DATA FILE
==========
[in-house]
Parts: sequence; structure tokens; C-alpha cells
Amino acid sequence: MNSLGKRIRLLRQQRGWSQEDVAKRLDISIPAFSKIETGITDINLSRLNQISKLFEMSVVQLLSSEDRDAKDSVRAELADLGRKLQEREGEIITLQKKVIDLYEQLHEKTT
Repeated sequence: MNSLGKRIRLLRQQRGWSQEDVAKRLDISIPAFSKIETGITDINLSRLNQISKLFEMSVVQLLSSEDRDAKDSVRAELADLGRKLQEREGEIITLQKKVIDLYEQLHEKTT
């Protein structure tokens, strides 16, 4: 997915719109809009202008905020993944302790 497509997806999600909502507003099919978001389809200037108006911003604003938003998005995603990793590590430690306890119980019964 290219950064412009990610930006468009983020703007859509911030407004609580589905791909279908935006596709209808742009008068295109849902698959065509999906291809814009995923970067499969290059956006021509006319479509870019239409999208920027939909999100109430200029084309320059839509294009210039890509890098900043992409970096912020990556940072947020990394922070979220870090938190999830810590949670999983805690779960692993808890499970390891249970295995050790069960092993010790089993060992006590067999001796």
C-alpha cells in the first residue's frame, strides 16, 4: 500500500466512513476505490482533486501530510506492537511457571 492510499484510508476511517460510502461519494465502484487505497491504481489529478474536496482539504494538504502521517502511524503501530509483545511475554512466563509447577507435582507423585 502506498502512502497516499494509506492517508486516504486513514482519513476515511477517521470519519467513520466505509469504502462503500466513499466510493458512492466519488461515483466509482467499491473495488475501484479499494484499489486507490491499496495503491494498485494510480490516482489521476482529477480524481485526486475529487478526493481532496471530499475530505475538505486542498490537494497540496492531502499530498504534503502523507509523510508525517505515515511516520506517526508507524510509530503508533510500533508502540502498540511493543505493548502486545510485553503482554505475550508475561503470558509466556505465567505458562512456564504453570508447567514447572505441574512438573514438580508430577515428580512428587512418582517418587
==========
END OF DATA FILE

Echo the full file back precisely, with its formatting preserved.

[in-house]
Parts: sequence; structure tokens; C-alpha cells
Amino acid sequence: MNSLGKRIRLLRQQRGWSQEDVAKRLDISIPAFSKIETGITDINLSRLNQISKLFEMSVVQLLSSEDRDAKDSVRAELADLGRKLQEREGEIITLQKKVIDLYEQLHEKTT
Repeated sequence: MNSLGKRIRLLRQQRGWSQEDVAKRLDISIPAFSKIETGITDINLSRLNQISKLFEMSVVQLLSSEDRDAKDSVRAELADLGRKLQEREGEIITLQKKVIDLYEQLHEKTT
């Protein structure tokens, strides 16, 4: 997915719109809009202008905020993944302790 497509997806999600909502507003099919978001389809200037108006911003604003938003998005995603990793590590430690306890119980019964 290219950064412009990610930006468009983020703007859509911030407004609580589905791909279908935006596709209808742009008068295109849902698959065509999906291809814009995923970067499969290059956006021509006319479509870019239409999208920027939909999100109430200029084309320059839509294009210039890509890098900043992409970096912020990556940072947020990394922070979220870090938190999830810590949670999983805690779960692993808890499970390891249970295995050790069960092993010790089993060992006590067999001796």
C-alpha cells in the first residue's frame, strides 16, 4: 500500500466512513476505490482533486501530510506492537511457571 492510499484510508476511517460510502461519494465502484487505497491504481489529478474536496482539504494538504502521517502511524503501530509483545511475554512466563509447577507435582507423585 502506498502512502497516499494509506492517508486516504486513514482519513476515511477517521470519519467513520466505509469504502462503500466513499466510493458512492466519488461515483466509482467499491473495488475501484479499494484499489486507490491499496495503491494498485494510480490516482489521476482529477480524481485526486475529487478526493481532496471530499475530505475538505486542498490537494497540496492531502499530498504534503502523507509523510508525517505515515511516520506517526508507524510509530503508533510500533508502540502498540511493543505493548502486545510485553503482554505475550508475561503470558509466556505465567505458562512456564504453570508447567514447572505441574512438573514438580508430577515428580512428587512418582517418587